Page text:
On top of this surplus, Governor Evers smartly distributed over $4.5 billion in federal funds to support our local communities. With economic recovery in mind, the governor invested in more than 1,900 non-profits and over 2,300 local governments, college campuses and school districts. Additionally, he targeted more than $1 billion to bolster small businesses, farmers, tourism, lodging and entertainment industries in our state.

During the 2020 construction season, Governor Evers’ Administration kept up with all 375 transportation projects to stay on track to help Wisconsin secure another $105 million from other states. This happened all while the legislature chose to sit on the sideline.

In 2021, after the pandemic exacerbated the need for broadband access, the governor proposed $200 million to close the digital divide in our rural communities in his 2021-23 budget. Despite the Republican-led Joint Finance Committee removing that amount, we still invested $129 million into broadband expansion efforts. Governor Evers also directed another $100 million in federal funds toward broadband expansion.

The question now is whether the legislature will choose opportunity or political gamesmanship. Maybe I should mention that we also have a record $1.7 billion in the ‘rainy day’ fund.

Governor Evers has a plan to reinvest in Wisconsin and it’s the right thing to do. During his State of the State Address he outlined this plan, which starts with putting $150 back into the pockets of each Wisconsinite. A family of four would receive $600 to help address rising costs and gas prices.

jeff-smithUnder the governor’s plan, barriers to childcare are reduced by expanding the Child and Dependent Care Credit and creating a new Caregiver Tax Credit. When someone is needed to care for a loved one they’re less likely to be able to participate in the workforce.

Governor Evers’ plan invests $750 million in our schools while holding the line on property taxes. There’s no question that providing opportunity to all kids no matter their zip code is the right thing to do.

While corporate America has been taking advantage of the growing economy by raising prices, we’re sitting on your money that could help right now. The governor’s plan, importantly, still leaves $2 billion untouched.

During his Address to the legislature, Governor Evers added, “indifference in this building is getting expensive.” It’s time to act. The governor called for a special session for the legislature to pass this plan. Will Republican legislators help Governor Evers continue to do the right thing?

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Celebrate 150 Years of Eau Claire

Posted by Jeff Smith, State Senator District 31
Jeff Smith, State Senator District 31
Jeff Smith, Senator District 31 (D - Eau Claire)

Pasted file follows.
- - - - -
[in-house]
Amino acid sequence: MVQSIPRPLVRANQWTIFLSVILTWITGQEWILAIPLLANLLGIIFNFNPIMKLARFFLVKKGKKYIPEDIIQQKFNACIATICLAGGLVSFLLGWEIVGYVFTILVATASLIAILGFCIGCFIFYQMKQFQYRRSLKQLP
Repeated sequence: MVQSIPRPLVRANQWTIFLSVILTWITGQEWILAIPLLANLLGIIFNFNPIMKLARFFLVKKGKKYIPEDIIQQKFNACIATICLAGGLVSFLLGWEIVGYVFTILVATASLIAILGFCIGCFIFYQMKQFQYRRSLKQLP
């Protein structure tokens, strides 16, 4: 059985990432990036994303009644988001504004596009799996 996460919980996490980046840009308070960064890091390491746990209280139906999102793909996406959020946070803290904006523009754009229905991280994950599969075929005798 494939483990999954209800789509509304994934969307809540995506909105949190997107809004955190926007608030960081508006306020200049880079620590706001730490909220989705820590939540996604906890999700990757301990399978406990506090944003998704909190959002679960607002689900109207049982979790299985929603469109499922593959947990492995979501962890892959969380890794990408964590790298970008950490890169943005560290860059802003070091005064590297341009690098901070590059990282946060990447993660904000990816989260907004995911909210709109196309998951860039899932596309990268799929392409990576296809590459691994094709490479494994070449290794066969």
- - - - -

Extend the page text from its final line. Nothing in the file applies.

User is currently offline
on Wednesday, 16 February 2022
in Wisconsin

eauclairebridgeSen. Jeff Smith writes about the city’s history and shares his experience growing up, owning a business and raising a family in Eau Claire.


EAU CLAIRE, WI - History always fascinates me. I grew up on the north side of Eau Claire and was surrounded by history. This year, the City of Eau Claire is celebrating its 150th birthday, which got me thinking about my upbringing in Eau Claire—how my life has been shaped so much by the history and culture of the area.

My family’s story in Eau Claire began before I was even born. My parents moved from Superior to Eau Claire so my father could start a small, family business—one that I’d later take over. Although the area was new to my parents, they recognized the opportunity that Eau Claire presented.

When I was growing up, I used to walk the train tracks behind my family’s house to get to McDonough City Park where I played in the summer and skated in the winter. It was through a city program at the park when I first began to learn of Eau Claire’s history.

The history of west-central Wisconsin can be traced back centuries. The Dakota and Ojibwe Nations lived in this area long before white settlers appeared. We cannot study the history of our nation, state and region without acknowledging who was here before us.

The confluence of the Eau Claire and Chippewa Rivers was strategic for commerce and travel in the early days of developing western Wisconsin. While there’s much written about the early French explorers and fur traders that came through the area, it was an English traveler named Jonathan Carver who first wrote of the area in 1767.

uwec-campusIt wasn’t until the 1850s when more families called the area home. A sawmill was established around this time, which was the catalyst for a flourishing logging industry that resulted in the incorporation of a city in 1872 that we know as Eau Claire.

Behind our house were railroad tracks that had been used to transport the products from the logging industry so many years before. Below the tracks is Dells Pond where logging companies floated their product before milling them into the lumber that built much of the Midwest. There are remnants of logs to this day that sunk into the waters of Dells Pond.

By the 1890s there were seventy-five sawmills and factories in Eau Claire. It’s how we became known as Sawdust City. Visitors can still learn about the logging era around Eau Claire in the Paul Bunyan Camp and museum located in Carson Park.

By the early 20th Century, logging was dying out. By then, though, other industries found Eau Claire. In 1916 a college was founded that was to become UW-Eau Claire. In 1917 a fellow named Raymond Gillette started a rubber factory and began producing tires for the burgeoning automobile industry.